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Households’ consumption and quality perceptions of local (ofada) rice in South-West Nigeria.

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Rice has become an essential crop in Africa, with imports into the African continent accounting for more than a quarter of the world’s trade in rice. It has become one of the fastest-growing food sources to both rich and poor households. In Nigeria’s household food consumption, rice is the fifth most common food after tubers, vegetables, beans, and sorghum representing about 5.8% of households’ spending. In recent years, local rice production has expanded significantly in Nigeria and is increasingly becoming an alternative to foreign rice with government’s initiative to make the country self-sufficient in rice production under its Agricultural Transformation Agenda (ATA) and other policy initiatives put in place to address the local rice supply-demand gap. Following improvements in processing, polishing and packaging, many local rice brands with enhanced physical quality attributes that can compete favourably with imported rice brands are now available in Nigerian markets. Among these local rice varieties, local (ofada) rice is peculiar to but not limited to South-west, Nigeria and has been gaining international recognition in the recent time. The general objective of this study is to estimate households’ consumption and quality perceptions of local (ofada) rice in South-west, Nigeria. A multi-stage random sampling technique was used to select 600 rice consuming households through a well-structured questionnaire. Different econometric techniques (IV-Tobit, Factor and cluster analyses, Hedonic pricing model, Kendall concordance test, Profile deviation analysis) were used to analyse the data. The results of the descriptive statistics show that on the average, quantity of local (ofada) rice consumed by a household ranges from 6.19kg to 25.8kg per month with income ranging from ₦38,265.35 to ₦157,224.71. The dietary knowledge score registered an average of 4.67 (out of 10). Also, over 50 percent of the households are headed by male, 85 percent are married, 54.8 percent has family size of less than five people, while 50 percent of the participating households have two or more income earners. The result of IV-Tobit reveals that dietary knowledge is significantly influenced by factors such as being a household meal planner or having a household member(s) on a special diet. Dietary knowledge as hypothesized, was found to positively influence the consumption of local (ofada) rice, as were some sociodemographic variables. The results of factor analysis show that households valued virtually all the local (ofada) rice attributes. Three clusters of local (ofada) rice consumers’ households were identified under segmentation and each segment (cluster) has different concerns and interests towards local (ofada) rice variety. Cluster 1 considered all the attributes of local (ofada) rice variety as important and was named meticulous cluster; cluster 2 valued physical appearance of the local (ofada) rice and was named extrinsic cluster; while cluster 3 was named casual because it was neutral to all the attributes considered for quality perceptions of local (ofada) rice, indicating a type of ethnocentric behaviour of the consumers. The result of Kendall concordance coefficient shows 73.74% agreement in ranking quality attributes of local (ofada) rice by consumers’ households. Colour, perceived nutrient level, taste, grain shape and rate of breakage were the most ranked quality attributes with Mean Attribute Ranking Scores (MARS) of 1.56, 1.69, 3.12, 5.53, and 5.86, respectively. Households are willing to pay Marginal Implicit Prices (MIPs) of ₦71.03 ($0.20), ₦45.23 ($0.13), ₦32.98 ($0.09), ₦21.06 ($0.06), and ₦14.41 (0.04), per kg for colour, grain cohesion, grain shape, perceived nutrient level and perceived chemical storage while discounting MIPs of ₦60.55 ($0.17), ₦19.36 ($0.05), ₦17.14 ($0.05) and ₦6.00 ($0.02) for texture, rate of breakage, perceived freshness, and low swelling capacity per kg of local (ofada) rice, respectively. The result of profile deviation analysis also reveals significant negative consumer satisfaction and loyalty implications of deviating from ideal consumer profile. Both consumer loyalty and consumer satisfaction have the same level of negative consequences. When considering the aggregate (total) profile deviation in both cases, the variance explained by the models are almost the same for satisfaction and loyalty. Moreover, when looking at the disaggregated Profile Deviation (PD) effects, both hedonistic value and trust are predicting negative consumer satisfaction and loyalty outcomes. This suggests that improving consumer satisfaction and loyalty have similar challenges and required same task. It is consumer hedonistic value and trust in local (ofada) rice that account for the significance of the total Profile Deviation result. Therefore, this study recommends that nutritional information that are appealing about local (ofada) rice variety be introduced through advertisements on different media such as radio, television and print media. Also, a marketing-mix determination should be adopted, which involves developing and implementing a strategy for delivering an effective combination of want-satisfying features to consumers within target market for local (ofada) rice as the aim is to make the variety available across the country. In addition, modern rice processing and polishing that incorporate traditional technology are required to improve both extrinsic and intrinsic qualities (swelling capacity, rate of breakage, texture, etc.) of local (ofada) rice to enhance consumers’ households acceptability, affordability and competitiveness. Lastly, efforts should be made by the concerned authorities and stakeholders in the rice value chain in making sure that there is reduction in cost of production in order to lower the market price of local (ofada) rice and in extension, local rice generally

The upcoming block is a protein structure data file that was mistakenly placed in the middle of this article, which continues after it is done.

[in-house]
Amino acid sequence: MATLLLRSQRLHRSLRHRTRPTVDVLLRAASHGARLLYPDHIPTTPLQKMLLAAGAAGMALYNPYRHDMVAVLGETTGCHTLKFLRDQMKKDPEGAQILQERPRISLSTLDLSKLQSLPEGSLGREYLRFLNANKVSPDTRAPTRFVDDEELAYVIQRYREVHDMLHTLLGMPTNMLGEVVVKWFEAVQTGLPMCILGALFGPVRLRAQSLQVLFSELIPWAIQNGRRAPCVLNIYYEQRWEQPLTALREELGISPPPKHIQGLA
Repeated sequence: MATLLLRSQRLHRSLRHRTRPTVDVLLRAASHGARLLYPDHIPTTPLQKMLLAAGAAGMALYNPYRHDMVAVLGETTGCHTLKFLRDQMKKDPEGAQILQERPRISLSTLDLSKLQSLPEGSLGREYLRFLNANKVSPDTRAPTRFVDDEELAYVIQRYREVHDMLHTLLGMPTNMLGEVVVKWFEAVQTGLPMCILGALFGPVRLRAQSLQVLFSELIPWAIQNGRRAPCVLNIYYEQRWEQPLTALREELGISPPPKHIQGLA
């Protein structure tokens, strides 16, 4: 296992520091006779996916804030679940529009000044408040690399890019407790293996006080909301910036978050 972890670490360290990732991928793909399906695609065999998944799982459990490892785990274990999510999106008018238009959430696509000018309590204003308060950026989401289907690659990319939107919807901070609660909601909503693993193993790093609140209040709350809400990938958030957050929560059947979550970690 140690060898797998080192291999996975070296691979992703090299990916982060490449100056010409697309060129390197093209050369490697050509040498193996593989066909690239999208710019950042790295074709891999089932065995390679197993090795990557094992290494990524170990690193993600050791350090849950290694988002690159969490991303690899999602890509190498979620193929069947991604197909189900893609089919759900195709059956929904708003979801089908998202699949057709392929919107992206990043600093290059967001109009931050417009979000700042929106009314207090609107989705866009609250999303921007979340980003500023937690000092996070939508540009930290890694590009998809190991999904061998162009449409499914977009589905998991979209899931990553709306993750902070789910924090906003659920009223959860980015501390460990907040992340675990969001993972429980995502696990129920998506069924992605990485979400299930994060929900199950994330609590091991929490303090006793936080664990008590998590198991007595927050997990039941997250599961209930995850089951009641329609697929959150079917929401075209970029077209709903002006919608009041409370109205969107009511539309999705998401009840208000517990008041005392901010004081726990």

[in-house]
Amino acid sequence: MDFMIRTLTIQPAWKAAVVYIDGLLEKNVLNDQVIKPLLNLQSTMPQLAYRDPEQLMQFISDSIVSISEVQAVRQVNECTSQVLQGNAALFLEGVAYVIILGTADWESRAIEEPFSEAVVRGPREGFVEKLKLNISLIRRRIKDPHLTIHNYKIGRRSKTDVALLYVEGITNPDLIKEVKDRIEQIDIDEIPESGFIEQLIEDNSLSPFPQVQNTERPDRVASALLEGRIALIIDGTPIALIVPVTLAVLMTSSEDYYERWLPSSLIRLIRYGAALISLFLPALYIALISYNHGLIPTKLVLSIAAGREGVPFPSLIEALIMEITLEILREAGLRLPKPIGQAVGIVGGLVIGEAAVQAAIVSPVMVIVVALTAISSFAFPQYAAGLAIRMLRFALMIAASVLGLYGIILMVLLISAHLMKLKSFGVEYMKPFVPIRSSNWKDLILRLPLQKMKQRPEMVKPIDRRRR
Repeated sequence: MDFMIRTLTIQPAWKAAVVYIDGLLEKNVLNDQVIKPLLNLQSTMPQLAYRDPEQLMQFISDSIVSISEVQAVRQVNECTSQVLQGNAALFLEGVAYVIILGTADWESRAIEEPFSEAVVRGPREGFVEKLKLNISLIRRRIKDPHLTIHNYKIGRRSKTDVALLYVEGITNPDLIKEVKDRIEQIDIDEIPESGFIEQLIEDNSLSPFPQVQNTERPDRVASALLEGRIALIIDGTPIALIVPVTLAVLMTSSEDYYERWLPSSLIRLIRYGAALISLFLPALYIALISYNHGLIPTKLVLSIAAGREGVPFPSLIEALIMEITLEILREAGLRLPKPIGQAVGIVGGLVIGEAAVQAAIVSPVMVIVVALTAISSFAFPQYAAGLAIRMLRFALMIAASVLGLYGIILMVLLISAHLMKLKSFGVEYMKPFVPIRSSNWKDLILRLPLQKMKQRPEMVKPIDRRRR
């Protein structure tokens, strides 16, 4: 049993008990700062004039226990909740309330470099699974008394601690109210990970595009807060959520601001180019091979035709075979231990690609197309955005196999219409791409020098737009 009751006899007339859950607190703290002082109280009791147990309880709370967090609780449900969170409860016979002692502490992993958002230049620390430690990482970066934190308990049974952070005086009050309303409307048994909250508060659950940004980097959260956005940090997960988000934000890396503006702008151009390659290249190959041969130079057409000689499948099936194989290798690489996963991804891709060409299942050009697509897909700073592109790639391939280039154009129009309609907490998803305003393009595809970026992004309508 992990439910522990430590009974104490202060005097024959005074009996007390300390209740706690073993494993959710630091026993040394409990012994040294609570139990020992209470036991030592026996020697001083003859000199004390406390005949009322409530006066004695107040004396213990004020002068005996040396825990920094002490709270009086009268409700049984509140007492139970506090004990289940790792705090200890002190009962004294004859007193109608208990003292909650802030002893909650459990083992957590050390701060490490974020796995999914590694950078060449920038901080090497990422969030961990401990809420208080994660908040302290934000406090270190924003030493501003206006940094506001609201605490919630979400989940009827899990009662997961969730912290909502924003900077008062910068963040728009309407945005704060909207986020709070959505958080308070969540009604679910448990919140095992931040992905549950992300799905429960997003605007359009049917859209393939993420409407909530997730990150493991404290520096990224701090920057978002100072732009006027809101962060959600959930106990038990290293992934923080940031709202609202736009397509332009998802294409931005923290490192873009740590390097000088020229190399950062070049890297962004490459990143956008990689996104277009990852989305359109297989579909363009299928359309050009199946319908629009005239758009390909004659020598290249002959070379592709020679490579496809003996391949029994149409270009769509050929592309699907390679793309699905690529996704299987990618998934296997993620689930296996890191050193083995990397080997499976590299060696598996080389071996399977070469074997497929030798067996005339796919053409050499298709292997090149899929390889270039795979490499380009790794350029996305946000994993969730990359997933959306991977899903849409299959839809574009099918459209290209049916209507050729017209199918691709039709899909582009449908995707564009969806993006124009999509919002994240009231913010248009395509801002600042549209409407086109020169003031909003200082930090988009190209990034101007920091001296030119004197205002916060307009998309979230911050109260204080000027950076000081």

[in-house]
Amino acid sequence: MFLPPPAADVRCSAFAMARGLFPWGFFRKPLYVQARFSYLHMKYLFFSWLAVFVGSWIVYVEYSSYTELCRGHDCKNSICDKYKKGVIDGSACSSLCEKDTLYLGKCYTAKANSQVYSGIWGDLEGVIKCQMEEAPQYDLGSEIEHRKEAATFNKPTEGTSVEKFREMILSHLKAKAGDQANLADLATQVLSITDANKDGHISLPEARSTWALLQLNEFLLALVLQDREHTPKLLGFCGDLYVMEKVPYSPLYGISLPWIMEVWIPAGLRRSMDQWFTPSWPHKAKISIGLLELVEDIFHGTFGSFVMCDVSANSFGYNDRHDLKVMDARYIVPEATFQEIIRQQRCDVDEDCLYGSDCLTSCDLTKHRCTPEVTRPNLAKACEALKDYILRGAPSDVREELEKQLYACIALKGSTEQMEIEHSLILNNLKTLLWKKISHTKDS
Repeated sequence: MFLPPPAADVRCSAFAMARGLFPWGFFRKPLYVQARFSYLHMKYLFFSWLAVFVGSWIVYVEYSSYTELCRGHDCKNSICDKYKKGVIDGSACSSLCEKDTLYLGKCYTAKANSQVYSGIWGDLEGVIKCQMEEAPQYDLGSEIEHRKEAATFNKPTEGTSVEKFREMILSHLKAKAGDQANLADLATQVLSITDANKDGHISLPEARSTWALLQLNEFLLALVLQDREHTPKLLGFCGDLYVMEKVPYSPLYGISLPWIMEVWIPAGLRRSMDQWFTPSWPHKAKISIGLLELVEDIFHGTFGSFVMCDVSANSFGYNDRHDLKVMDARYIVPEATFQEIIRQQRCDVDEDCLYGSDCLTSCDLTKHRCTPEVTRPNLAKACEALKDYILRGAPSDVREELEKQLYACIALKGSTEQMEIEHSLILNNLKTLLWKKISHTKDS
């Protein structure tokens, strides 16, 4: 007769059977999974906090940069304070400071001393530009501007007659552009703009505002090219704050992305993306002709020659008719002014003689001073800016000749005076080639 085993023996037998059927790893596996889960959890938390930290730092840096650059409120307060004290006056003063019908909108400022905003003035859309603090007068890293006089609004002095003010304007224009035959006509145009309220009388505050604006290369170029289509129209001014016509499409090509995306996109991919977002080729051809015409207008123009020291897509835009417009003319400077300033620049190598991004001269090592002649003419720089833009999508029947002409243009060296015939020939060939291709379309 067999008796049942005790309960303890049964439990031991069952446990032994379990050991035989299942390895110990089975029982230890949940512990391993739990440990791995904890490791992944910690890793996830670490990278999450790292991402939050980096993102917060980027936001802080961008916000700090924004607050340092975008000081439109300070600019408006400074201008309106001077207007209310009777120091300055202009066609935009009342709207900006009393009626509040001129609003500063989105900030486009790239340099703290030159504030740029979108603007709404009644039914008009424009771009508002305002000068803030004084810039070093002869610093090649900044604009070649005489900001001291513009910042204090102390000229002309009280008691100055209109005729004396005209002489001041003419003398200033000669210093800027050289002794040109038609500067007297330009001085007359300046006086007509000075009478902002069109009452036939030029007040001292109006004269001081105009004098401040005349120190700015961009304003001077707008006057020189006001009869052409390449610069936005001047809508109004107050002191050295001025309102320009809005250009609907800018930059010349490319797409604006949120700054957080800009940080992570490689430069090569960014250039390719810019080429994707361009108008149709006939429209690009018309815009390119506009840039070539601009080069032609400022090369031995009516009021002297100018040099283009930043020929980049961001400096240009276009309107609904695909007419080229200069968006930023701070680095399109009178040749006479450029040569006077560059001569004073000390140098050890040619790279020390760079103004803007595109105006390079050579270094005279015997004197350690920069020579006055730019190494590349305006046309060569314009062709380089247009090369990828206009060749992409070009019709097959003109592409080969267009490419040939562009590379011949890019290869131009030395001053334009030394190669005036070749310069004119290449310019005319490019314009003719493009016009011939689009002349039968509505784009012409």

Doctoral Degree. University of KwaZulu-Natal, Pietermaritzburg.